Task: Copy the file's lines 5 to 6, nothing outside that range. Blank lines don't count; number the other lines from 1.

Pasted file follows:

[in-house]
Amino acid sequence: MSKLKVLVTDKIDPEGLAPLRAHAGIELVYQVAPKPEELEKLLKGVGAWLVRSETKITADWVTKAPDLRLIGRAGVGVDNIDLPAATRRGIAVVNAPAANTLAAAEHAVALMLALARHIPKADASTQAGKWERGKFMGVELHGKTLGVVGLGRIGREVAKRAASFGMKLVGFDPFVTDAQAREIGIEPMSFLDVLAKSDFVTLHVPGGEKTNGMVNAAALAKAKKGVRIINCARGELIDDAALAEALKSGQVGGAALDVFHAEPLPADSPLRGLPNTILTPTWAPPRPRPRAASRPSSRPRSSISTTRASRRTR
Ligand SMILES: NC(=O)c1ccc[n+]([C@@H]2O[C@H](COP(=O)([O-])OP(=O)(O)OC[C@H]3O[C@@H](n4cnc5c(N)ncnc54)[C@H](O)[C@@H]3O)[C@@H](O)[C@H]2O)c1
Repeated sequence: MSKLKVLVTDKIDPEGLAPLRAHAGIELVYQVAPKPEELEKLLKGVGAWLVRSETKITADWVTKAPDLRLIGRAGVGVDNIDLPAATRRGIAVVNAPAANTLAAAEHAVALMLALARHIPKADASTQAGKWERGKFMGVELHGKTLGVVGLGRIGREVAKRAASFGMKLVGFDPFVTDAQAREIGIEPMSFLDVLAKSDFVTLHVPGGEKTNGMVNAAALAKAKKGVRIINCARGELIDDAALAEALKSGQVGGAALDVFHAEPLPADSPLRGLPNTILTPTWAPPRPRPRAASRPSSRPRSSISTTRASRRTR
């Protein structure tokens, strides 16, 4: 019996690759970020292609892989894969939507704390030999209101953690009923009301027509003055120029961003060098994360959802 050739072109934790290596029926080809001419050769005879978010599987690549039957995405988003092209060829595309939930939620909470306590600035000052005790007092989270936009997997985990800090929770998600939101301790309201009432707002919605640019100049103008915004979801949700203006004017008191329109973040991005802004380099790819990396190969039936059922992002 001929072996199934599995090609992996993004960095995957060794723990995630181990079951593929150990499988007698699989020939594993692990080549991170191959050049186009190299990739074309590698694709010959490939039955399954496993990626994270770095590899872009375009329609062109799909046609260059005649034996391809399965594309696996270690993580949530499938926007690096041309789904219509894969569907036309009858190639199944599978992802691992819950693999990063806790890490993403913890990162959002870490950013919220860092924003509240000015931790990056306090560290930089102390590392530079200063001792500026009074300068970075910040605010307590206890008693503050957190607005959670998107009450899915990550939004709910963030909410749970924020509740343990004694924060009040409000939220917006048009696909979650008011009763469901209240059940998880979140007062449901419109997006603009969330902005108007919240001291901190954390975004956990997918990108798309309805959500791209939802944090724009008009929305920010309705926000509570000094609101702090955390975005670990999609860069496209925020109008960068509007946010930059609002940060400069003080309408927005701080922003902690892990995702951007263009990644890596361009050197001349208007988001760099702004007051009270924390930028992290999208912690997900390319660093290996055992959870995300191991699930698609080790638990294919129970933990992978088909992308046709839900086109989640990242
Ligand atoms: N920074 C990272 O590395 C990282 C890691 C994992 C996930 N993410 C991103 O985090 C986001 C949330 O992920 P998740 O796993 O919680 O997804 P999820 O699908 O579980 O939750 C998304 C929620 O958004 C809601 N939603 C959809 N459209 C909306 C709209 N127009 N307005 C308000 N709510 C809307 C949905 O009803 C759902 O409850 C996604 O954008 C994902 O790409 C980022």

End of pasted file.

């Protein structure tokens, strides 16, 4: 019996690759970020292609892989894969939507704390030999209101953690009923009301027509003055120029961003060098994360959802 050739072109934790290596029926080809001419050769005879978010599987690549039957995405988003092209060829595309939930939620909470306590600035000052005790007092989270936009997997985990800090929770998600939101301790309201009432707002919605640019100049103008915004979801949700203006004017008191329109973040991005802004380099790819990396190969039936059922992002 001929072996199934599995090609992996993004960095995957060794723990995630181990079951593929150990499988007698699989020939594993692990080549991170191959050049186009190299990739074309590698694709010959490939039955399954496993990626994270770095590899872009375009329609062109799909046609260059005649034996391809399965594309696996270690993580949530499938926007690096041309789904219509894969569907036309009858190639199944599978992802691992819950693999990063806790890490993403913890990162959002870490950013919220860092924003509240000015931790990056306090560290930089102390590392530079200063001792500026009074300068970075910040605010307590206890008693503050957190607005959670998107009450899915990550939004709910963030909410749970924020509740343990004694924060009040409000939220917006048009696909979650008011009763469901209240059940998880979140007062449901419109997006603009969330902005108007919240001291901190954390975004956990997918990108798309309805959500791209939802944090724009008009929305920010309705926000509570000094609101702090955390975005670990999609860069496209925020109008960068509007946010930059609002940060400069003080309408927005701080922003902690892990995702951007263009990644890596361009050197001349208007988001760099702004007051009270924390930028992290999208912690997900390319660093290996055992959870995300191991699930698609080790638990294919129970933990992978088909992308046709839900086109989640990242
Ligand atoms: N920074 C990272 O590395 C990282 C890691 C994992 C996930 N993410 C991103 O985090 C986001 C949330 O992920 P998740 O796993 O919680 O997804 P999820 O699908 O579980 O939750 C998304 C929620 O958004 C809601 N939603 C959809 N459209 C909306 C709209 N127009 N307005 C308000 N709510 C809307 C949905 O009803 C759902 O409850 C996604 O954008 C994902 O790409 C980022």